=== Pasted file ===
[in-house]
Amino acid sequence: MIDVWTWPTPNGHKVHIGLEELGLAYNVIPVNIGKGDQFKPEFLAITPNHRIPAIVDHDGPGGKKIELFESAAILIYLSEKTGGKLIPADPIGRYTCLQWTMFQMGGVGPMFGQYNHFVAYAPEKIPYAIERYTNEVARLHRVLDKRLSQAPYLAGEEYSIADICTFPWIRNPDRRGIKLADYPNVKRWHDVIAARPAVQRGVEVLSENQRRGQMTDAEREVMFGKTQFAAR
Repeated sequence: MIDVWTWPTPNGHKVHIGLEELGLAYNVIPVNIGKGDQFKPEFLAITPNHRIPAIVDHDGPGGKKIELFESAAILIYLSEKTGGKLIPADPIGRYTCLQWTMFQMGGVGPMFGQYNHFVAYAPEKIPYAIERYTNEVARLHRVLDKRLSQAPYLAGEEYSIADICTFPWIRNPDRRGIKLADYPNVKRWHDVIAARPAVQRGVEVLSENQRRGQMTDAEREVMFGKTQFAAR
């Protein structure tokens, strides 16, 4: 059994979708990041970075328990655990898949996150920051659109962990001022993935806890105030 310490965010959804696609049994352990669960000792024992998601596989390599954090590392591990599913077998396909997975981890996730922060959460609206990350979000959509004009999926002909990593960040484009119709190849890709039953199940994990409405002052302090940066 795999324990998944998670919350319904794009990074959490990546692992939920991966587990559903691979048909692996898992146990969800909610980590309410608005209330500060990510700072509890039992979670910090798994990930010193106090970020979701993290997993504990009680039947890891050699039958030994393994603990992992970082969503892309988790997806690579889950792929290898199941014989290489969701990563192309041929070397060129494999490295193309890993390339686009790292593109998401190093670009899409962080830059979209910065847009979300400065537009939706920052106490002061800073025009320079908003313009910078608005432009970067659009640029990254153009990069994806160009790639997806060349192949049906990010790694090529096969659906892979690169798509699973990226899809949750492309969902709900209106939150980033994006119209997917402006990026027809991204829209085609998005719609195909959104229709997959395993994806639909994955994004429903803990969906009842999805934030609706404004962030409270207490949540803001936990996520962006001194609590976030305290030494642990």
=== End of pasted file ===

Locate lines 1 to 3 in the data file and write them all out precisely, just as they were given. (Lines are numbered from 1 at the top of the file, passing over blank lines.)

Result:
[in-house]
Amino acid sequence: MIDVWTWPTPNGHKVHIGLEELGLAYNVIPVNIGKGDQFKPEFLAITPNHRIPAIVDHDGPGGKKIELFESAAILIYLSEKTGGKLIPADPIGRYTCLQWTMFQMGGVGPMFGQYNHFVAYAPEKIPYAIERYTNEVARLHRVLDKRLSQAPYLAGEEYSIADICTFPWIRNPDRRGIKLADYPNVKRWHDVIAARPAVQRGVEVLSENQRRGQMTDAEREVMFGKTQFAAR
Repeated sequence: MIDVWTWPTPNGHKVHIGLEELGLAYNVIPVNIGKGDQFKPEFLAITPNHRIPAIVDHDGPGGKKIELFESAAILIYLSEKTGGKLIPADPIGRYTCLQWTMFQMGGVGPMFGQYNHFVAYAPEKIPYAIERYTNEVARLHRVLDKRLSQAPYLAGEEYSIADICTFPWIRNPDRRGIKLADYPNVKRWHDVIAARPAVQRGVEVLSENQRRGQMTDAEREVMFGKTQFAAR